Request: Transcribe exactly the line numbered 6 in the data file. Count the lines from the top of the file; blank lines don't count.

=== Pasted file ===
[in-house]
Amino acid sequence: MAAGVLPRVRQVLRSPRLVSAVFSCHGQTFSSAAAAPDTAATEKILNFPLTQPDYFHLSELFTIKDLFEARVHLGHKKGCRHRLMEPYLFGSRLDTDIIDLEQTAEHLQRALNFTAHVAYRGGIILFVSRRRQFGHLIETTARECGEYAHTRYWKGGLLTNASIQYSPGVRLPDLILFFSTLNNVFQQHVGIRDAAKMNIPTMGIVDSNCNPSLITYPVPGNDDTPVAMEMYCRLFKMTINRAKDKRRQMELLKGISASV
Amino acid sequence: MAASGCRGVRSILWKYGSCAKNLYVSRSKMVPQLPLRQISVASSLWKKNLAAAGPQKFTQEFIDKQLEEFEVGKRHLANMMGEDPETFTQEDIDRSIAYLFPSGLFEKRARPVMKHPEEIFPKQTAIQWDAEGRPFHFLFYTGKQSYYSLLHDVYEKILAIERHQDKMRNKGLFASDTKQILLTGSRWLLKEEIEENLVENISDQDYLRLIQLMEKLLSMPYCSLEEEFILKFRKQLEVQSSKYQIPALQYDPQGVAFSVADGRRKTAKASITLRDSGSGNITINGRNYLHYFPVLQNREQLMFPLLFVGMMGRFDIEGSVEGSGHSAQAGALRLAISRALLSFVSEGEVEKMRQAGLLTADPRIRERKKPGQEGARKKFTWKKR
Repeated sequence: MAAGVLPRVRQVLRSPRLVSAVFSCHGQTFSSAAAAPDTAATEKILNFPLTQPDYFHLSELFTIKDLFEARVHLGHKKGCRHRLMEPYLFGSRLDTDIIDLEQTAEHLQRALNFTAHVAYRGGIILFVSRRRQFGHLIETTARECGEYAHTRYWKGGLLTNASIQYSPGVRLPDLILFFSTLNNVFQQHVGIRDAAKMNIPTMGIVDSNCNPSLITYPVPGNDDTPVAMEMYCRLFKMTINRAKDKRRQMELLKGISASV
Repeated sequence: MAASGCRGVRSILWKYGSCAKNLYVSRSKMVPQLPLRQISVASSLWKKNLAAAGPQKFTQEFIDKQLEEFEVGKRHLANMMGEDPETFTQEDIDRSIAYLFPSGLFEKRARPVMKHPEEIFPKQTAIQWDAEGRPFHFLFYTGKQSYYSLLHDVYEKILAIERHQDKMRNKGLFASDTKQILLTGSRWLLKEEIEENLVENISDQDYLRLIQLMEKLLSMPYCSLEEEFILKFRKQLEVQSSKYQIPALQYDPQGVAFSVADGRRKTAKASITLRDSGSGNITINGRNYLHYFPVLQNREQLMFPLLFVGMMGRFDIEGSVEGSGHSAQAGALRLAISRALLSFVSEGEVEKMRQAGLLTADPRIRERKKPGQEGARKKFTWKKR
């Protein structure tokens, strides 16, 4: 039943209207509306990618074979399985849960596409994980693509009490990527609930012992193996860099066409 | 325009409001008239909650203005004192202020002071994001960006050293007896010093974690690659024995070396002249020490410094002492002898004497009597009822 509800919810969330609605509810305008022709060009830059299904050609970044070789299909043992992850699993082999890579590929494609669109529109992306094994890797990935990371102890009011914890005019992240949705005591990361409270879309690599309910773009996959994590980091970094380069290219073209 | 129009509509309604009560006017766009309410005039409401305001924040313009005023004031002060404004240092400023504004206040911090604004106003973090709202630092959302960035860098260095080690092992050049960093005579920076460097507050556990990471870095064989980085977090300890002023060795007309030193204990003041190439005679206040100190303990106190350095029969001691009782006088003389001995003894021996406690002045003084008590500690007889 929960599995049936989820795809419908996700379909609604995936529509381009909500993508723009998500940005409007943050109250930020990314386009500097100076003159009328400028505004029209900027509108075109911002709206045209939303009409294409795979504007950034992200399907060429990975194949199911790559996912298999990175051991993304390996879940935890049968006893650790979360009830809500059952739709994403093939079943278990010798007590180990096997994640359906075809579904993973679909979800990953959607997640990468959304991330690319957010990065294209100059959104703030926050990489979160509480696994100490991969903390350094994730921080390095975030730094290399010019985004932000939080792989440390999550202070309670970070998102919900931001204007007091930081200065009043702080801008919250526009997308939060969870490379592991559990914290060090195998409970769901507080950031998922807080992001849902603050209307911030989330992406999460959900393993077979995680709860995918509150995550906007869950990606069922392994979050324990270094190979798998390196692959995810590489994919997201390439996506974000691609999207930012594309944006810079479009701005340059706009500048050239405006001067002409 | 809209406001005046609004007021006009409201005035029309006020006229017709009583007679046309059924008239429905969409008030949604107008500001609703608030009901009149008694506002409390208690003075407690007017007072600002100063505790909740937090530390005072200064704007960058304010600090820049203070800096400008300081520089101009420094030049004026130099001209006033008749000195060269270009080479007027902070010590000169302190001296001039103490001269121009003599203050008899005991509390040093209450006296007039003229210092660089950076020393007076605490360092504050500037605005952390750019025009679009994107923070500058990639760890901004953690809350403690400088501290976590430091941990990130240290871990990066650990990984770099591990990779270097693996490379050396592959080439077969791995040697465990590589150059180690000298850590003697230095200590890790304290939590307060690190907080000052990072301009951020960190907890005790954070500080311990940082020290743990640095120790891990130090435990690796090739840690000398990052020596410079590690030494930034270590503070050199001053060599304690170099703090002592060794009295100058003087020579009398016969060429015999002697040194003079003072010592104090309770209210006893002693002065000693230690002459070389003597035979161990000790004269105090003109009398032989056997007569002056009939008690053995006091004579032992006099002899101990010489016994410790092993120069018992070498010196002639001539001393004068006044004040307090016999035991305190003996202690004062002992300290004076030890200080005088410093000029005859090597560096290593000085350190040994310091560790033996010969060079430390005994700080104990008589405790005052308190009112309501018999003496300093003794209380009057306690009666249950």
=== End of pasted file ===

């Protein structure tokens, strides 16, 4: 039943209207509306990618074979399985849960596409994980693509009490990527609930012992193996860099066409 | 325009409001008239909650203005004192202020002071994001960006050293007896010093974690690659024995070396002249020490410094002492002898004497009597009822 509800919810969330609605509810305008022709060009830059299904050609970044070789299909043992992850699993082999890579590929494609669109529109992306094994890797990935990371102890009011914890005019992240949705005591990361409270879309690599309910773009996959994590980091970094380069290219073209 | 129009509509309604009560006017766009309410005039409401305001924040313009005023004031002060404004240092400023504004206040911090604004106003973090709202630092959302960035860098260095080690092992050049960093005579920076460097507050556990990471870095064989980085977090300890002023060795007309030193204990003041190439005679206040100190303990106190350095029969001691009782006088003389001995003894021996406690002045003084008590500690007889 929960599995049936989820795809419908996700379909609604995936529509381009909500993508723009998500940005409007943050109250930020990314386009500097100076003159009328400028505004029209900027509108075109911002709206045209939303009409294409795979504007950034992200399907060429990975194949199911790559996912298999990175051991993304390996879940935890049968006893650790979360009830809500059952739709994403093939079943278990010798007590180990096997994640359906075809579904993973679909979800990953959607997640990468959304991330690319957010990065294209100059959104703030926050990489979160509480696994100490991969903390350094994730921080390095975030730094290399010019985004932000939080792989440390999550202070309670970070998102919900931001204007007091930081200065009043702080801008919250526009997308939060969870490379592991559990914290060090195998409970769901507080950031998922807080992001849902603050209307911030989330992406999460959900393993077979995680709860995918509150995550906007869950990606069922392994979050324990270094190979798998390196692959995810590489994919997201390439996506974000691609999207930012594309944006810079479009701005340059706009500048050239405006001067002409 | 809209406001005046609004007021006009409201005035029309006020006229017709009583007679046309059924008239429905969409008030949604107008500001609703608030009901009149008694506002409390208690003075407690007017007072600002100063505790909740937090530390005072200064704007960058304010600090820049203070800096400008300081520089101009420094030049004026130099001209006033008749000195060269270009080479007027902070010590000169302190001296001039103490001269121009003599203050008899005991509390040093209450006296007039003229210092660089950076020393007076605490360092504050500037605005952390750019025009679009994107923070500058990639760890901004953690809350403690400088501290976590430091941990990130240290871990990066650990990984770099591990990779270097693996490379050396592959080439077969791995040697465990590589150059180690000298850590003697230095200590890790304290939590307060690190907080000052990072301009951020960190907890005790954070500080311990940082020290743990640095120790891990130090435990690796090739840690000398990052020596410079590690030494930034270590503070050199001053060599304690170099703090002592060794009295100058003087020579009398016969060429015999002697040194003079003072010592104090309770209210006893002693002065000693230690002459070389003597035979161990000790004269105090003109009398032989056997007569002056009939008690053995006091004579032992006099002899101990010489016994410790092993120069018992070498010196002639001539001393004068006044004040307090016999035991305190003996202690004062002992300290004076030890200080005088410093000029005859090597560096290593000085350190040994310091560790033996010969060079430390005994700080104990008589405790005052308190009112309501018999003496300093003794209380009057306690009666249950």